Green House has submitted evidence to four recent and ongoing UK public policy inquiries: to the inquiry being conducted by Parliament’s Environmental Audit Committee into the role of the Treasury in relation to sustainable development and environmental protection; to the Kerslake Review into the current role, responsibilities and operating mandate of the Treasury, commissioned by Shadow Chancellor John McDonnell; to the inquiry on Intergenerational Fairness by the parliamentary Work and Pensions Committee; and to the open consultation on the government’s National Infrastructure Commission.
Green House evidence to EAC Inquiry on HM Treasury and sustainable development
Green House evidence to the Work and Pensions Committee
Green House submission to the National Infrastructure Commission
Green House evidence to the Parliamentary Committee on Political and Constitutional Reform
The Political and Constitutional Reform Committee is holding an inquiry looking at the future of devolution in the United Kingdom, in the light of the referendum result. Among the questions the Committee will be considering are how devolution should be taken forward in Scotland, and whether England, Wales and Northern Ireland should be offered the level of devolution that has been discussed in relation to Scotland.
Green House has submitted written evidence, which can be downloaded here (pdf, 272 K)
Better Growth, Better Climate: The New Climate Economy Report
This was a big thing (warning - so big that the report website repeatedly caused my browser to crash): commissioned by a 'Global Commission on the Economy and Climate...advised by a group of world-leading economists, including Lord Nicholas Stern, Co-Chair of the Commission, and two Nobel laureates', and launched last month at the UN Headquarters. You probably saw some of the coverage - although, perhaps surprisingly, there wasn't that much. But then, perhaps people felt it was just too good to be true, given that its headline conclusion was 'that economic growth and action on climate change can now be achieved together'. Green House's John Blewitt certainly thinks so, and has written a response here, entitled 'Having Your Cake and Eating It Too'.
Inquiry into Green Finance by the Environmental Audit Committee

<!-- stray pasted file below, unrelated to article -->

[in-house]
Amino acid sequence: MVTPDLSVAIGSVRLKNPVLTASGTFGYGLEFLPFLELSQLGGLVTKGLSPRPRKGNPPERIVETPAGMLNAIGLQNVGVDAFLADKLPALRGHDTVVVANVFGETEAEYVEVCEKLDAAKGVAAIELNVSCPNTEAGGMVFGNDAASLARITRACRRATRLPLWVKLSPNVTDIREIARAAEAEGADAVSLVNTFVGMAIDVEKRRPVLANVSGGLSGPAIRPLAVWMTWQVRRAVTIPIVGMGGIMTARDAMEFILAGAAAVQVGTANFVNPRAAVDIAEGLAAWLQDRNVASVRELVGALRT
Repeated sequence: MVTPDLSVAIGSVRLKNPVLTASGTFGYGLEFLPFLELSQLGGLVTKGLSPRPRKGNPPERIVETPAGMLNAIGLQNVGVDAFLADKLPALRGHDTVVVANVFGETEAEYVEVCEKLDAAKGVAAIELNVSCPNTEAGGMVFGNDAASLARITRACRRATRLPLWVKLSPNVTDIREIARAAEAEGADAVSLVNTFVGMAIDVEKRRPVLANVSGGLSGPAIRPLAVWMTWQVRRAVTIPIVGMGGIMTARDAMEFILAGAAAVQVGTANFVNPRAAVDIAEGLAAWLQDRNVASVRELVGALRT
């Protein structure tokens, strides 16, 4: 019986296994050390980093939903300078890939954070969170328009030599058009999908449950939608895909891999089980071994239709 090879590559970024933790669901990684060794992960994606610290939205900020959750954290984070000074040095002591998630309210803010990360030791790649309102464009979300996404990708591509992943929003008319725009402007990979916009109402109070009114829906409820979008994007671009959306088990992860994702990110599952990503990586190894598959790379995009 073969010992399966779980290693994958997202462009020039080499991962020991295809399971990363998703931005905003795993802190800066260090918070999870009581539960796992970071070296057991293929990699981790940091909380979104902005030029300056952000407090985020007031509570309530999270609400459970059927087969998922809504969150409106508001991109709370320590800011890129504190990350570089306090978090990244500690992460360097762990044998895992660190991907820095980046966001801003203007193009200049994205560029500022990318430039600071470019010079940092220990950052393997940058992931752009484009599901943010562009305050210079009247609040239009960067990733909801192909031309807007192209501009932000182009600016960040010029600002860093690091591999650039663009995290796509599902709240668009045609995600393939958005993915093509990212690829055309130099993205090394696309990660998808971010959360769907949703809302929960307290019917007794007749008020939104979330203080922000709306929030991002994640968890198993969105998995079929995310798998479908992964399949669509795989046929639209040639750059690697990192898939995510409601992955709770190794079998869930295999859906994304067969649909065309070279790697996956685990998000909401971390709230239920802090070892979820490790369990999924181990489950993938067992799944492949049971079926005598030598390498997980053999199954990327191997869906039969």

It is common parlance amongst Greens to talk about the inherent link between the instability of capitalism as an economic system and the uncontrolled exploitation of nature's wealth that is leading to ecological collapse. These two seem to come together in the question of 'green finance'.
The early response from the conventional finance institutions has been to seek to profit from investment in green sectors, for example by creating carbon-based derivatives. In our evidence, written by Molly Scott Cato and Jonathan Essex, we suggested using an Energy Return on Energy Invested measure to assess whether an investment is green, and a much greater emphasis on public and co-operative financing of green infrastructure.
Read the full evidence on Green Finance (doc, 708 K) here.
Green Economy Inquiry: Environmental Audit Committee
We recently marked the centenary of the birth of E. F. Schumacher and it is 40 years since he published Small is Beautiful we have seen an acceleration of species loss, rapidly rising carbon emissions, and the depletion of a range of essential resources. Over the past few years the issue of climate change has moved from a peripheral concern of scientists and environmentalists to being a central issue in global policy-making. This is but one of many indications that our economy is in fundamental conflict with our ecological systems; it was these indications that stimulated the development of a green approach to the economy.
Nicholas Stern famously identified climate change as the greatest ever example of market failure. Climate change is only one, although clearly the most serious one, of the many environmental crises we are facing. In the discourse of orthodoxy each of these is an independent example of ‘market failure’, the solution being merely to strengthen property rights and extend the reach of the market, as in proposing carbon trading as a solution to climate change. For a green economist, by contrast, the strict market ideology itself is the failure, and beneath and beneath that failure lies a deeper failing of our society to recognize and celebrate its place within a living, breathing planetary system.
Download the complete submission here EAC submission (doc, 724 K).